Most of us have seen robots in movies, animations and comic book stories, so the word “robot” tends to conjure up images of fictional robots rather than the real thing. The robots in Japanese cartoons such as Astro Boy and Doraemon have human-like social skills, and their physical abilities make it possible for them to live alongside humans without any difficulties. In reality, robots are quite different from these fictional creations. At least, the robots of the early 21st century are still unable to interact smoothly with humans (Norman, 2007). Due to the large disparity between the fictional image of robots and their actual appearance, people sometimes feel stressed when confronted with robots. To facilitate smoother interactions between humans and robots, we must not only to improve the intelligence and physical ability of robots, but also find some way of evaluating the psychological stress felt by humans when they have to interact with robots. To develop robots that can interact smoothly with humans, we need to be able to ascertain the psychological and physiological characteristics of humans by evaluating and analyzing the stress they experience in everyday activities, design robots based on human characteristics, and evaluate and study these robots. In short, stress evaluation is a key requirement for the realization of smooth interactions between robots and humans.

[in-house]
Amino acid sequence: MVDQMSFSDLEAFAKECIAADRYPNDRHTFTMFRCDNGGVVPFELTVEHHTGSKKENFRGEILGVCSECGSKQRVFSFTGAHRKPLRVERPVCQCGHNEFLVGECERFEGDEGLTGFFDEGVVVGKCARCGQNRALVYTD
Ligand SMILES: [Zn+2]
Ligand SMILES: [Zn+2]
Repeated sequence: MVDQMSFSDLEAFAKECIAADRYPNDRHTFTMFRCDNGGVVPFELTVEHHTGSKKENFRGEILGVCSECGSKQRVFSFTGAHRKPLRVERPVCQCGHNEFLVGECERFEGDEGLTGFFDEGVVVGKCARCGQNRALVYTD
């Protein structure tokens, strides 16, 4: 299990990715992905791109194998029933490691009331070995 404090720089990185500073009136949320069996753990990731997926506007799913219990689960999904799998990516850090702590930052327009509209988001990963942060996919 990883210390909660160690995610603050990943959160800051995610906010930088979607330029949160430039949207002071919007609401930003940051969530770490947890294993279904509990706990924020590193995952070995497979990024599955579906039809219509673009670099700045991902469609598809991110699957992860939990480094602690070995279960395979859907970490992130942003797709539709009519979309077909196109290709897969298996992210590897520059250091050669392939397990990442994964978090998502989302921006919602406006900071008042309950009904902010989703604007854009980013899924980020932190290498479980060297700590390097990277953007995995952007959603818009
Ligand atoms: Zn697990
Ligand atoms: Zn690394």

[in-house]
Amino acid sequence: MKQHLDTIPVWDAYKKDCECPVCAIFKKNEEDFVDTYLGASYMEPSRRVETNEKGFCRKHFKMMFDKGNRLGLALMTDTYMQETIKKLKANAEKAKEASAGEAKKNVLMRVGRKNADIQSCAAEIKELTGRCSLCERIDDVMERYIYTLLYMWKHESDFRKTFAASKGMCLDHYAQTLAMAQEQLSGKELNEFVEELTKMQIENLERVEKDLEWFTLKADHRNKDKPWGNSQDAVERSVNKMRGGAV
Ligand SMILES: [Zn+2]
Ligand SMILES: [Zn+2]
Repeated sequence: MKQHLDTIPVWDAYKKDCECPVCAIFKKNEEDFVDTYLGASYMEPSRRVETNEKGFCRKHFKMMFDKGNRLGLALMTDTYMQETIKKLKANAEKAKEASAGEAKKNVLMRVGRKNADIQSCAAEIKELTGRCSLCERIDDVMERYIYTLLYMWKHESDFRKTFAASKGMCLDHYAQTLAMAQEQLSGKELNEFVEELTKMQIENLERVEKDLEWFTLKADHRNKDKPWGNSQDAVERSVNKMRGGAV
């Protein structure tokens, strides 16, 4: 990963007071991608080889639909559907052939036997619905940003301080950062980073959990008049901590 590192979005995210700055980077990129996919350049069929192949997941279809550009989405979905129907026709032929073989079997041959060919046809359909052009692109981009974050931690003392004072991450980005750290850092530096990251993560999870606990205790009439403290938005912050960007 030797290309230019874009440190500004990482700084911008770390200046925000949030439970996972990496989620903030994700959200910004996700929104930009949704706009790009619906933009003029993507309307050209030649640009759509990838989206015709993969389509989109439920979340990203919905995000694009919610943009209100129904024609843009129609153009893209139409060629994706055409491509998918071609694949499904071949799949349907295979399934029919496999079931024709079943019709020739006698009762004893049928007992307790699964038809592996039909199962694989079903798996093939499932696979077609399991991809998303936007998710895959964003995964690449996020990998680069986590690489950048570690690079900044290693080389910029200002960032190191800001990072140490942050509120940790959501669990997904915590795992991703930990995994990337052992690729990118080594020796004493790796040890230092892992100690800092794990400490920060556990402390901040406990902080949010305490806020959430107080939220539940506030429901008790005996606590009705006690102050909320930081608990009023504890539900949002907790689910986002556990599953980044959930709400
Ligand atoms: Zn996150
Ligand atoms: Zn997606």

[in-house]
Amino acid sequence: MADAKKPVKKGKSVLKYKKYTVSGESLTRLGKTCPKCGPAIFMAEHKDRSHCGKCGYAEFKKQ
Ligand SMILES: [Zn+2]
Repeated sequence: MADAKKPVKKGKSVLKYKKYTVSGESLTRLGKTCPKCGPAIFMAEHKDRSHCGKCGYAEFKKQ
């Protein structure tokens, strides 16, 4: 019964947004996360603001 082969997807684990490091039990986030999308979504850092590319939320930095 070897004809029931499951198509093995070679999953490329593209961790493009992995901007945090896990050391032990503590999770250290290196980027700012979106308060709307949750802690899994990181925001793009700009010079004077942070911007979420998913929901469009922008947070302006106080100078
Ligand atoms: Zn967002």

In this chapter, we discuss methods for objectively evaluating and investigating the psychological stress that people experience when interacting with robots. For the evaluation of stress, we used acceleration pulse waveforms and the saliva constituents which are biochemical stress markers. These were used to evaluate the psychological stress of a surgeon using a surgical assistant robot.